“One Town, One Team” Is Finally “One School, One Campus” Again

The view of the sunrise from Mr. Miller’s classroom in the new building.

By: Morgan Thomas | Opinion Editor

October 12, 2017

Tritons old and new flock to school for yet another year of classes, football games, late nights of homework, dances—  everything that San Clemente has to offer to its maturing youths. In many ways, this year is just like any other, but students have noticed a few big changes. This year, the two parts of the San Clemente High School campus, previously separated by the hill known for making freshman sweat profusely at the sight of it, have reunited once more. For years, the freshman have been isolated, trapped on upper campus, only getting a taste of the events taking place on the main campus. They were subjected to countless forms of abuse, sometimes being forced to walk up and down the infamous “Hill”  several times a day! Can you say “tragic”? However, thanks to the project that took most of last year and the entire summer to complete, the incoming freshmen class at San Clemente High School can say goodbye to hiking up the hill and hello to swimming through seas of teenagers all trying to find their way to various destinations.

All of this can seem quite overwhelming at first, especially for a student who has never experienced such a large campus with so many students. Freshman Sophie Wehr discussed the overwhelming feeling she first experienced when she stepped on campus the first day, “There were so many kids and they were all so big. I know that sounds cliche but I was so scared. I didn’t know where any of my classes were and I kept getting lost in the crowds of people.” Nonetheless, she didn’t seem too disappointed to have escaped the wrath of the infamous hill. “Even though I was late to my third period class, I’m glad I didn’t have to go up and down the hill all day in my new shoes,” she sighed, relieved.

Freshmen weren’t the only ones who were affected by the addition of the new building and the elimination of upper campus. Sophomore Ella Gardner recounted her scarring experiences with the hill, “I had to walk up that thing two times a day,” she complained. Exhausted at the thought of the trek up to upper campus, she continued, “I can’t believe my class was one year off from avoiding it entirely. [The freshmen] are so lucky.” Many of the sophomores seem disappointed that they were the last class to suffer, but they seem to be getting over that quickly as they learn about all the exciting perks of the new building.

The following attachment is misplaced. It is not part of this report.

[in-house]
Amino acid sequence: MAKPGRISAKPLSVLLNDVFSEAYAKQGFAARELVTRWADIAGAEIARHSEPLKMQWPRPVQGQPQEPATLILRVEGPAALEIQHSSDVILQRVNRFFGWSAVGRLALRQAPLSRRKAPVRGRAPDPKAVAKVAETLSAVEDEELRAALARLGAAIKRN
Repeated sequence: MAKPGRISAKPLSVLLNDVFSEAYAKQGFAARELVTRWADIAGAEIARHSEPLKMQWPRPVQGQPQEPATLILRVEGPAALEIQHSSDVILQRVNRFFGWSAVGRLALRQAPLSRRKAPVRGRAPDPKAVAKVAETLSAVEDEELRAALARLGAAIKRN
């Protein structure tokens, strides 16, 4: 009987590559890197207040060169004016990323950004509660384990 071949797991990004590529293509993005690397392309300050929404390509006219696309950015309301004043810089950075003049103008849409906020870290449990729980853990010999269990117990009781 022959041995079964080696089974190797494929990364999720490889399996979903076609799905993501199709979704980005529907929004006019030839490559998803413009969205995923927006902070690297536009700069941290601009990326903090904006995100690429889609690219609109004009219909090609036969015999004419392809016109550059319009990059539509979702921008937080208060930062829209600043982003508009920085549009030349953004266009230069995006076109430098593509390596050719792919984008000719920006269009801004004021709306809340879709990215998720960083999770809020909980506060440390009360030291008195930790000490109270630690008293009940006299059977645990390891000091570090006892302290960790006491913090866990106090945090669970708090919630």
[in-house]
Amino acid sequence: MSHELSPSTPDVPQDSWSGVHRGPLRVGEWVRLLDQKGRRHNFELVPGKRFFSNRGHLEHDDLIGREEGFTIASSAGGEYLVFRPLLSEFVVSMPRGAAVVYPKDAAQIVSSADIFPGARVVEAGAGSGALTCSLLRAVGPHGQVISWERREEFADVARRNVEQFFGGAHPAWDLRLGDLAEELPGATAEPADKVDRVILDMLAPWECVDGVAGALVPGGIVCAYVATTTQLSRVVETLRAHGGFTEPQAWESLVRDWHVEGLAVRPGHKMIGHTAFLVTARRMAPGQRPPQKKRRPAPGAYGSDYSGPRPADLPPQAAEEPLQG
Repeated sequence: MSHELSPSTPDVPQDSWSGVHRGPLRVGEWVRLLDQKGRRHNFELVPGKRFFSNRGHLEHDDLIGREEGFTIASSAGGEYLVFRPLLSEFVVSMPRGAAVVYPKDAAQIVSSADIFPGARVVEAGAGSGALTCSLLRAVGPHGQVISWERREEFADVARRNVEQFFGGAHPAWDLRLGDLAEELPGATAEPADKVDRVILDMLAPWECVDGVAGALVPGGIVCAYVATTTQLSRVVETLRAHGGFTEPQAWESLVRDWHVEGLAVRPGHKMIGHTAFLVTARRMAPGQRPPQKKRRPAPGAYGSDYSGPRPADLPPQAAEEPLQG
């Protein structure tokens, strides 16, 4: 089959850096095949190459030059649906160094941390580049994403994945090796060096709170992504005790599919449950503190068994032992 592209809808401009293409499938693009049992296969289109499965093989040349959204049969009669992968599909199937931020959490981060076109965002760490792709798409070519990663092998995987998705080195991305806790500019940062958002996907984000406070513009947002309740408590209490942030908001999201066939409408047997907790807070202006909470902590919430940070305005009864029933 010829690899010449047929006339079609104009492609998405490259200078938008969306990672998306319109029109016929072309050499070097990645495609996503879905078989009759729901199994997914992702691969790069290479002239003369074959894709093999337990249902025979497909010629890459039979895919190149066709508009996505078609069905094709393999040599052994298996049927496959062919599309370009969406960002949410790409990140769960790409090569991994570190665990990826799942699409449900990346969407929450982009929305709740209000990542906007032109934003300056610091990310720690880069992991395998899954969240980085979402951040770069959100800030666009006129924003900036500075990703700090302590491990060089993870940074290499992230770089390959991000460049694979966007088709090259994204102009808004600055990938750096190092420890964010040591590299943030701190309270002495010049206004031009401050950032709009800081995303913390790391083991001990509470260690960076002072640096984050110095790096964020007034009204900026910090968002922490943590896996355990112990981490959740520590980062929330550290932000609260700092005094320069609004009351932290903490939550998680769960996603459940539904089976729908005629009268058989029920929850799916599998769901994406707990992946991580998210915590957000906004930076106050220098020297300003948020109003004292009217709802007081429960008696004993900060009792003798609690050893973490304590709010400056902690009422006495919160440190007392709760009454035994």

Creating a stark contrast to the other buildings on campus that are sixty years old, the new building is equipped with the latest and greatest projectors, computers, and even a sound system that comes with microphones. One of the best bonuses are the wall to wall windows that gives students breathtaking views of the campus, the football field, and the ocean whenever they start to get bored and gaze longingly outside, yearning for the freedom that is just out of reach in the middle of a long lecture. A personal favorite for many at the Triton Times is the perfect view of the sunrise they get to see every morning in zero period. Senior Chloe Rudnicki exclaimed that “[the sunrise] is one of the things [she] looks forward to seeing most when [she] goes to class in the morning— well, besides Mr. Miller’s smiling face, of course!”

The new building has brought many different changes to the rest of the campus as well. Chloe Waugh weighed the pros and cons of the new campus layout, “It’s hard to have everyone in the school at one place now. The halls seem much more crowded and everything is a little more chaotic.” Overall, she believes the pros outweigh the cons, for “the school is finally together now and everyone feels like we’re united like it’s supposed to be,” resolving the issue that has affected the school and its students for a long time.

For years, San Clemente High School has paraded the motto, “One Town, One Team,” but for the first time in what feels like forever, we can finally say that we are once again “One School, One Campus.”

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